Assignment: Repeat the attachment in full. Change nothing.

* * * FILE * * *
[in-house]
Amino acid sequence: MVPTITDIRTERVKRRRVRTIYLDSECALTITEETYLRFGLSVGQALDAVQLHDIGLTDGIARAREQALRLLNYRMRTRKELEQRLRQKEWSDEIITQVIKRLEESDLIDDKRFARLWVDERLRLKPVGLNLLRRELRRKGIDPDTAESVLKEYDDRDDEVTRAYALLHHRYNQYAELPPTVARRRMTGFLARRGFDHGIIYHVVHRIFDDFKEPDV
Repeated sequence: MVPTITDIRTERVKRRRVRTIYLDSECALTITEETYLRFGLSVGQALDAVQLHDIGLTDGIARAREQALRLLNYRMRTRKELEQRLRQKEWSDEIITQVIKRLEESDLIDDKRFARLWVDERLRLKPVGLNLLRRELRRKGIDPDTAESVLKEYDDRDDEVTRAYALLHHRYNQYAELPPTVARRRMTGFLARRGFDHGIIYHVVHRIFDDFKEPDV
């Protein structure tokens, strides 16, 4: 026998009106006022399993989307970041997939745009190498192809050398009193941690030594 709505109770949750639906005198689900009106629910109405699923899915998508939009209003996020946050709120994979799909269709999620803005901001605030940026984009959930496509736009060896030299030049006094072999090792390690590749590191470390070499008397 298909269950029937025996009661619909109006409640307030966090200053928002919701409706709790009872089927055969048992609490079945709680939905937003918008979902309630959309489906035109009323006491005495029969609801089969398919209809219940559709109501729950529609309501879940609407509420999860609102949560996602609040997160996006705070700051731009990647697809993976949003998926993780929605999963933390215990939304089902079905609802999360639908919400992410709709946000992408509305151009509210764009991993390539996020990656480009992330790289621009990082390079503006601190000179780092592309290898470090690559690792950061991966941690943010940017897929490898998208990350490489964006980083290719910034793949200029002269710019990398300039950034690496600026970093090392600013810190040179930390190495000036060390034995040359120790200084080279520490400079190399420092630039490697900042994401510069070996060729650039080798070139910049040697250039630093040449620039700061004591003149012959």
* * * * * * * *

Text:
[in-house]
Amino acid sequence: MVPTITDIRTERVKRRRVRTIYLDSECALTITEETYLRFGLSVGQALDAVQLHDIGLTDGIARAREQALRLLNYRMRTRKELEQRLRQKEWSDEIITQVIKRLEESDLIDDKRFARLWVDERLRLKPVGLNLLRRELRRKGIDPDTAESVLKEYDDRDDEVTRAYALLHHRYNQYAELPPTVARRRMTGFLARRGFDHGIIYHVVHRIFDDFKEPDV
Repeated sequence: MVPTITDIRTERVKRRRVRTIYLDSECALTITEETYLRFGLSVGQALDAVQLHDIGLTDGIARAREQALRLLNYRMRTRKELEQRLRQKEWSDEIITQVIKRLEESDLIDDKRFARLWVDERLRLKPVGLNLLRRELRRKGIDPDTAESVLKEYDDRDDEVTRAYALLHHRYNQYAELPPTVARRRMTGFLARRGFDHGIIYHVVHRIFDDFKEPDV
């Protein structure tokens, strides 16, 4: 026998009106006022399993989307970041997939745009190498192809050398009193941690030594 709505109770949750639906005198689900009106629910109405699923899915998508939009209003996020946050709120994979799909269709999620803005901001605030940026984009959930496509736009060896030299030049006094072999090792390690590749590191470390070499008397 298909269950029937025996009661619909109006409640307030966090200053928002919701409706709790009872089927055969048992609490079945709680939905937003918008979902309630959309489906035109009323006491005495029969609801089969398919209809219940559709109501729950529609309501879940609407509420999860609102949560996602609040997160996006705070700051731009990647697809993976949003998926993780929605999963933390215990939304089902079905609802999360639908919400992410709709946000992408509305151009509210764009991993390539996020990656480009992330790289621009990082390079503006601190000179780092592309290898470090690559690792950061991966941690943010940017897929490898998208990350490489964006980083290719910034793949200029002269710019990398300039950034690496600026970093090392600013810190040179930390190495000036060390034995040359120790200084080279520490400079190399420092630039490697900042994401510069070996060729650039080798070139910049040697250039630093040449620039700061004591003149012959």